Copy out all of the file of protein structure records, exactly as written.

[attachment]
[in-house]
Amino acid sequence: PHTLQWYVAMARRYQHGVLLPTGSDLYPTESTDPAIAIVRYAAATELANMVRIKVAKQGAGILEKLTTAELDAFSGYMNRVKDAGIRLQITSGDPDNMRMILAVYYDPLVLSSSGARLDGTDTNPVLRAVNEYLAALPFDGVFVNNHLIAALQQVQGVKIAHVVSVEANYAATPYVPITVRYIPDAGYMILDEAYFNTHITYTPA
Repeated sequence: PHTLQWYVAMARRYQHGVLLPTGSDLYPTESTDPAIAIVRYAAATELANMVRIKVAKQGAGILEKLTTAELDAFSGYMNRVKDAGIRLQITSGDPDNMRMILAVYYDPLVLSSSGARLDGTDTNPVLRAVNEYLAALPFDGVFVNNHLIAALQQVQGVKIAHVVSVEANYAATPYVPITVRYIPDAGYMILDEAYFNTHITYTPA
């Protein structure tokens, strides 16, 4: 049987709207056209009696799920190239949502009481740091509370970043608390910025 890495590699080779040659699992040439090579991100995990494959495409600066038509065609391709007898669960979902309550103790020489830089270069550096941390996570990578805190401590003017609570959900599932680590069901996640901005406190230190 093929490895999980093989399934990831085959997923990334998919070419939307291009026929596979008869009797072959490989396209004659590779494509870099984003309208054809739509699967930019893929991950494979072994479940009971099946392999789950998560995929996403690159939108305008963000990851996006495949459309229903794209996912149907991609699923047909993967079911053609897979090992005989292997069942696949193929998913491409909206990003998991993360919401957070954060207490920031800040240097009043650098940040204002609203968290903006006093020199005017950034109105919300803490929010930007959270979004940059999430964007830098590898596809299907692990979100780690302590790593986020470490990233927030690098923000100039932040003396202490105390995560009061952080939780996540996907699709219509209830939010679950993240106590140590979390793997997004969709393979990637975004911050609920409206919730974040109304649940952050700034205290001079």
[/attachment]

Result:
[in-house]
Amino acid sequence: PHTLQWYVAMARRYQHGVLLPTGSDLYPTESTDPAIAIVRYAAATELANMVRIKVAKQGAGILEKLTTAELDAFSGYMNRVKDAGIRLQITSGDPDNMRMILAVYYDPLVLSSSGARLDGTDTNPVLRAVNEYLAALPFDGVFVNNHLIAALQQVQGVKIAHVVSVEANYAATPYVPITVRYIPDAGYMILDEAYFNTHITYTPA
Repeated sequence: PHTLQWYVAMARRYQHGVLLPTGSDLYPTESTDPAIAIVRYAAATELANMVRIKVAKQGAGILEKLTTAELDAFSGYMNRVKDAGIRLQITSGDPDNMRMILAVYYDPLVLSSSGARLDGTDTNPVLRAVNEYLAALPFDGVFVNNHLIAALQQVQGVKIAHVVSVEANYAATPYVPITVRYIPDAGYMILDEAYFNTHITYTPA
């Protein structure tokens, strides 16, 4: 049987709207056209009696799920190239949502009481740091509370970043608390910025 890495590699080779040659699992040439090579991100995990494959495409600066038509065609391709007898669960979902309550103790020489830089270069550096941390996570990578805190401590003017609570959900599932680590069901996640901005406190230190 093929490895999980093989399934990831085959997923990334998919070419939307291009026929596979008869009797072959490989396209004659590779494509870099984003309208054809739509699967930019893929991950494979072994479940009971099946392999789950998560995929996403690159939108305008963000990851996006495949459309229903794209996912149907991609699923047909993967079911053609897979090992005989292997069942696949193929998913491409909206990003998991993360919401957070954060207490920031800040240097009043650098940040204002609203968290903006006093020199005017950034109105919300803490929010930007959270979004940059999430964007830098590898596809299907692990979100780690302590790593986020470490990233927030690098923000100039932040003396202490105390995560009061952080939780996540996907699709219509209830939010679950993240106590140590979390793997997004969709393979990637975004911050609920409206919730974040109304649940952050700034205290001079």